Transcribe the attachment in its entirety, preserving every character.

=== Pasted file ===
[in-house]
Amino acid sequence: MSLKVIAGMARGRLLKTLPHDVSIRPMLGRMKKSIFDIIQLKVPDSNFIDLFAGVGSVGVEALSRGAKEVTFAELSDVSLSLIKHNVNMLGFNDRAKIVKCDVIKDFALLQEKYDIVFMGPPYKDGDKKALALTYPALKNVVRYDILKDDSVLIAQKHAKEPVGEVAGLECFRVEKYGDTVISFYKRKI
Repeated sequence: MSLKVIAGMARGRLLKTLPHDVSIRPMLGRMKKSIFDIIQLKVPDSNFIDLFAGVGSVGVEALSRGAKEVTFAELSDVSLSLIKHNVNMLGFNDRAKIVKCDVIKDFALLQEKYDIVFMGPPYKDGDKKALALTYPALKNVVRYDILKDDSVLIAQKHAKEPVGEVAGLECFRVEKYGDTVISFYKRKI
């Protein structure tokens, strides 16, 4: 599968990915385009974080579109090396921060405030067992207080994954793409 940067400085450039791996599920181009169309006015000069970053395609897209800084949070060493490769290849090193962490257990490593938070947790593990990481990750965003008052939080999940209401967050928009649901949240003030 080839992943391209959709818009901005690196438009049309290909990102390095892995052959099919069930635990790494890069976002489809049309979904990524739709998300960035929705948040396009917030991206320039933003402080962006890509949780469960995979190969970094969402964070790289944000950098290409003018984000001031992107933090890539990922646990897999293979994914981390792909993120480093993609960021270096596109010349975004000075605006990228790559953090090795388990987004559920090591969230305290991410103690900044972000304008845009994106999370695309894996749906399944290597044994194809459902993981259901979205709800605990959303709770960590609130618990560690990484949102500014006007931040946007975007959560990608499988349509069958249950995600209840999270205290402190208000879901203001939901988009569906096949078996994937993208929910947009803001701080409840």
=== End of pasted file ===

[in-house]
Amino acid sequence: MSLKVIAGMARGRLLKTLPHDVSIRPMLGRMKKSIFDIIQLKVPDSNFIDLFAGVGSVGVEALSRGAKEVTFAELSDVSLSLIKHNVNMLGFNDRAKIVKCDVIKDFALLQEKYDIVFMGPPYKDGDKKALALTYPALKNVVRYDILKDDSVLIAQKHAKEPVGEVAGLECFRVEKYGDTVISFYKRKI
Repeated sequence: MSLKVIAGMARGRLLKTLPHDVSIRPMLGRMKKSIFDIIQLKVPDSNFIDLFAGVGSVGVEALSRGAKEVTFAELSDVSLSLIKHNVNMLGFNDRAKIVKCDVIKDFALLQEKYDIVFMGPPYKDGDKKALALTYPALKNVVRYDILKDDSVLIAQKHAKEPVGEVAGLECFRVEKYGDTVISFYKRKI
């Protein structure tokens, strides 16, 4: 599968990915385009974080579109090396921060405030067992207080994954793409 940067400085450039791996599920181009169309006015000069970053395609897209800084949070060493490769290849090193962490257990490593938070947790593990990481990750965003008052939080999940209401967050928009649901949240003030 080839992943391209959709818009901005690196438009049309290909990102390095892995052959099919069930635990790494890069976002489809049309979904990524739709998300960035929705948040396009917030991206320039933003402080962006890509949780469960995979190969970094969402964070790289944000950098290409003018984000001031992107933090890539990922646990897999293979994914981390792909993120480093993609960021270096596109010349975004000075605006990228790559953090090795388990987004559920090591969230305290991410103690900044972000304008845009994106999370695309894996749906399944290597044994194809459902993981259901979205709800605990959303709770960590609130618990560690990484949102500014006007931040946007975007959560990608499988349509069958249950995600209840999270205290402190208000879901203001939901988009569906096949078996994937993208929910947009803001701080409840």